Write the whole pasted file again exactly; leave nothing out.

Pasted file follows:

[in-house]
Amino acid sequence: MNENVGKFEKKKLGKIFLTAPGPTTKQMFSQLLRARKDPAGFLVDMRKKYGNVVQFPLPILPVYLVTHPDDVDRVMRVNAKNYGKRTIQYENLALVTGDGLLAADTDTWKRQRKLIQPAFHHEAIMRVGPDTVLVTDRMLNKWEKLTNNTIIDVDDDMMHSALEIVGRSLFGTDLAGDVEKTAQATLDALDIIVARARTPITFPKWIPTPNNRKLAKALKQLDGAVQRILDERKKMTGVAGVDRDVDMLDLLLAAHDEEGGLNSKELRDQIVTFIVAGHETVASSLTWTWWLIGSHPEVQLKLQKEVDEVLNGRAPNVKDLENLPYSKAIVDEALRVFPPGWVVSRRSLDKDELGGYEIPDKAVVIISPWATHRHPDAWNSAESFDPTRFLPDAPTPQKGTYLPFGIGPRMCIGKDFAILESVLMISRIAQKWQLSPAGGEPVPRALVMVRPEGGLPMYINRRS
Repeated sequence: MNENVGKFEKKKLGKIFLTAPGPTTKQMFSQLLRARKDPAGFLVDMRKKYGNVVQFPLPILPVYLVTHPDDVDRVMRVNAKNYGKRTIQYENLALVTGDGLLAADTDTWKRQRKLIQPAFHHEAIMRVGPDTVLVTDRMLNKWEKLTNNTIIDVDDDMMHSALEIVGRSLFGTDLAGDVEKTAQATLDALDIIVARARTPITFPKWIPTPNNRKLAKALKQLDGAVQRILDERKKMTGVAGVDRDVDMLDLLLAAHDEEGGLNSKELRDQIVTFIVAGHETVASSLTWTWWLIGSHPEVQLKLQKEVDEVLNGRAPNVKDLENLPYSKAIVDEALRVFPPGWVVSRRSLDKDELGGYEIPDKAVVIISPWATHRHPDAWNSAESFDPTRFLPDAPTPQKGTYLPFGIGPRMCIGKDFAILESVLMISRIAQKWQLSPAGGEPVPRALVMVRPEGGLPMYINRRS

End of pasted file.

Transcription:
[in-house]
Amino acid sequence: MNENVGKFEKKKLGKIFLTAPGPTTKQMFSQLLRARKDPAGFLVDMRKKYGNVVQFPLPILPVYLVTHPDDVDRVMRVNAKNYGKRTIQYENLALVTGDGLLAADTDTWKRQRKLIQPAFHHEAIMRVGPDTVLVTDRMLNKWEKLTNNTIIDVDDDMMHSALEIVGRSLFGTDLAGDVEKTAQATLDALDIIVARARTPITFPKWIPTPNNRKLAKALKQLDGAVQRILDERKKMTGVAGVDRDVDMLDLLLAAHDEEGGLNSKELRDQIVTFIVAGHETVASSLTWTWWLIGSHPEVQLKLQKEVDEVLNGRAPNVKDLENLPYSKAIVDEALRVFPPGWVVSRRSLDKDELGGYEIPDKAVVIISPWATHRHPDAWNSAESFDPTRFLPDAPTPQKGTYLPFGIGPRMCIGKDFAILESVLMISRIAQKWQLSPAGGEPVPRALVMVRPEGGLPMYINRRS
Repeated sequence: MNENVGKFEKKKLGKIFLTAPGPTTKQMFSQLLRARKDPAGFLVDMRKKYGNVVQFPLPILPVYLVTHPDDVDRVMRVNAKNYGKRTIQYENLALVTGDGLLAADTDTWKRQRKLIQPAFHHEAIMRVGPDTVLVTDRMLNKWEKLTNNTIIDVDDDMMHSALEIVGRSLFGTDLAGDVEKTAQATLDALDIIVARARTPITFPKWIPTPNNRKLAKALKQLDGAVQRILDERKKMTGVAGVDRDVDMLDLLLAAHDEEGGLNSKELRDQIVTFIVAGHETVASSLTWTWWLIGSHPEVQLKLQKEVDEVLNGRAPNVKDLENLPYSKAIVDEALRVFPPGWVVSRRSLDKDELGGYEIPDKAVVIISPWATHRHPDAWNSAESFDPTRFLPDAPTPQKGTYLPFGIGPRMCIGKDFAILESVLMISRIAQKWQLSPAGGEPVPRALVMVRPEGGLPMYINRRS